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Boris Johnson’s chief adviser allegedly broke the rules by travelling 260 miles from his London home to his family home in Durham after lockdown was introduced on March 31st. The Mirror and the Guardian reported that police intervened after receiving a tip-off that Mr Cummings had travelled to the family home to self-isolate.
Now the SNP Westminster leader said the aide’s position was “completely untenable” stressing that he should be dismissed immediately.
Speaking today, he said: “The Prime Minister must explain exactly when he knew about the breaking of the rules, whether he sanctioned it, why Cummings wasn’t sacked immediately and why it appears that he tried to cover it up, not telling the public until the newspaper(s) broke the story, eight weeks later, last night.”
“What I find interesting is that (according to reports) members of Downing Street knew about this so, first and foremost, Boris Johnson has serious questions to answer over what now appears to be a cover-up.”
He added: “You cannot have a situation where there appears to be one rule for the powerful and the millions of the rest of the public are being told we must follow Government advice.
“Demonstrably, this is an individual who has broken the advice he has been, in many cases, the architect of delivering.”
Mr Blackford said Mr Cummings’ alleged actions were “more serious breaches” than rule breaking carried out by UK Government adviser Professor Neil Ferguson and former Scotland chief medical officer Catherine Calderwood, both of whom resigned for their breaches.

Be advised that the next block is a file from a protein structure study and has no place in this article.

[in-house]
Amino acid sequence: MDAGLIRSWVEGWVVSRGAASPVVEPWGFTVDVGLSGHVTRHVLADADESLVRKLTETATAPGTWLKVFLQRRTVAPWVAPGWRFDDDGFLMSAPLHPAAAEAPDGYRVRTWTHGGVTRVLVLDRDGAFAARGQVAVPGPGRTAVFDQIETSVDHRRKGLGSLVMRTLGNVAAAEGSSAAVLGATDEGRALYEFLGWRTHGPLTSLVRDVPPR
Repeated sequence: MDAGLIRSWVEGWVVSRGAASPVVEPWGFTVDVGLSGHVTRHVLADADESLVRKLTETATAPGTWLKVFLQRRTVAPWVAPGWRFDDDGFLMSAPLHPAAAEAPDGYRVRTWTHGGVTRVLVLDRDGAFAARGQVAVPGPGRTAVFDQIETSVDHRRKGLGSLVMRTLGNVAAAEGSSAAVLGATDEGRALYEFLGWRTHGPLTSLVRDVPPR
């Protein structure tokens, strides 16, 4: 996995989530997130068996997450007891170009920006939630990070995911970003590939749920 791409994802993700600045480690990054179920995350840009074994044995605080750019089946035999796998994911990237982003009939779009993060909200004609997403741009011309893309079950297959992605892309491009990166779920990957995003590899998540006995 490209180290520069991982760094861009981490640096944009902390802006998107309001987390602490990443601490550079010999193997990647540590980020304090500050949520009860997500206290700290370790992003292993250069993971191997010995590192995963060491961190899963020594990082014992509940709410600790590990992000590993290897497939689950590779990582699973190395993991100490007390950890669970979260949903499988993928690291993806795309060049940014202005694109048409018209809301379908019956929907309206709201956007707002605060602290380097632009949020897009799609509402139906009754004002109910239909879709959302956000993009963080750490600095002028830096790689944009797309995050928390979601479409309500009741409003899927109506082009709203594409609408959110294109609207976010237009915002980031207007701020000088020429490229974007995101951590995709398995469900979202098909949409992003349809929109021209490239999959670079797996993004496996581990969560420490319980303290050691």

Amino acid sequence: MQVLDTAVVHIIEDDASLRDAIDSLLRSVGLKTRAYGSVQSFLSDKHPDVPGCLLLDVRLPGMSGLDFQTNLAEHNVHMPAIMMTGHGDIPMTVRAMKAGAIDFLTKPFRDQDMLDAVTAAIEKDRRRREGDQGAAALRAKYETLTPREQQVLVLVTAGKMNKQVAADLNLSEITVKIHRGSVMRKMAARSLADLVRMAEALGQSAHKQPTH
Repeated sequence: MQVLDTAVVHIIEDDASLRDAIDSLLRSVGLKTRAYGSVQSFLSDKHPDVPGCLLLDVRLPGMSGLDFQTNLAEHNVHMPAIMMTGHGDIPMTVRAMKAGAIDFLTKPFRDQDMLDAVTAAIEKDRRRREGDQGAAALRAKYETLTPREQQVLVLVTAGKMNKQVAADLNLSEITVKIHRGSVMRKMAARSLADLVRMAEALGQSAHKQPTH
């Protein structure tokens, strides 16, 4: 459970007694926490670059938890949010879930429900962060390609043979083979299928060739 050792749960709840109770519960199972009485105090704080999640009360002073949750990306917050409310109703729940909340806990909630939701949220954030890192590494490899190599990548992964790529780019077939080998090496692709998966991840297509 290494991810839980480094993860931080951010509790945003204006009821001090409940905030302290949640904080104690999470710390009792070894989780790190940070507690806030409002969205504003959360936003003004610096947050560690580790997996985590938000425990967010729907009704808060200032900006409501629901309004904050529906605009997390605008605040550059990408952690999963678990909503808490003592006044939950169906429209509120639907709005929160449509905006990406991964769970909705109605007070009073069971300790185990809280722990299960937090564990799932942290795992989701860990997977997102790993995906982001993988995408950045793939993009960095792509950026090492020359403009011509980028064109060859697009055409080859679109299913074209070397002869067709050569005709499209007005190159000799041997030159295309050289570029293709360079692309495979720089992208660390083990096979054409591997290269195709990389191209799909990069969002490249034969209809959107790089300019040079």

But critics of the MP have slammed his comments claiming no one cares what he thinks.
One said on Twitter: “Nobody cares about what he has to say. Especially after how the SNP acted when their CMO defied lockdown.”
Another ranted: “Ian Blackford is a buffoon with no credibility.”
A third said: “Who really cares what Blackford thinks?”
Boris Johnson appointed Mr Cummings to his top team as a senior adviser at Number 10 when he became Prime Minister in the summer of 2019.
But was once called a “career psychopath” by former prime minister David Cameron, according to widely reported remarks.
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However, the December 2019 election victory gave Mr Johnson the political capital he needed to take bold decisions – and Mr Cummings soon set to work on his goal of reshaping Whitehall, issuing a recruitment call for data scientists, economists and “weirdos and misfits with odd skills” to shake up the Civil Service.
Former Conservative MP David Lidington, who was de facto deputy PM under Theresa May, was also among those saying that Dominic Cummings’ actions raised serious questions.
He told BBC Newsnight: “There’s clearly serious questions that No 10 are going to have to address, not least because the readiness of members of the public to follow government guidance more generally is going to be affected by this sort of story.”
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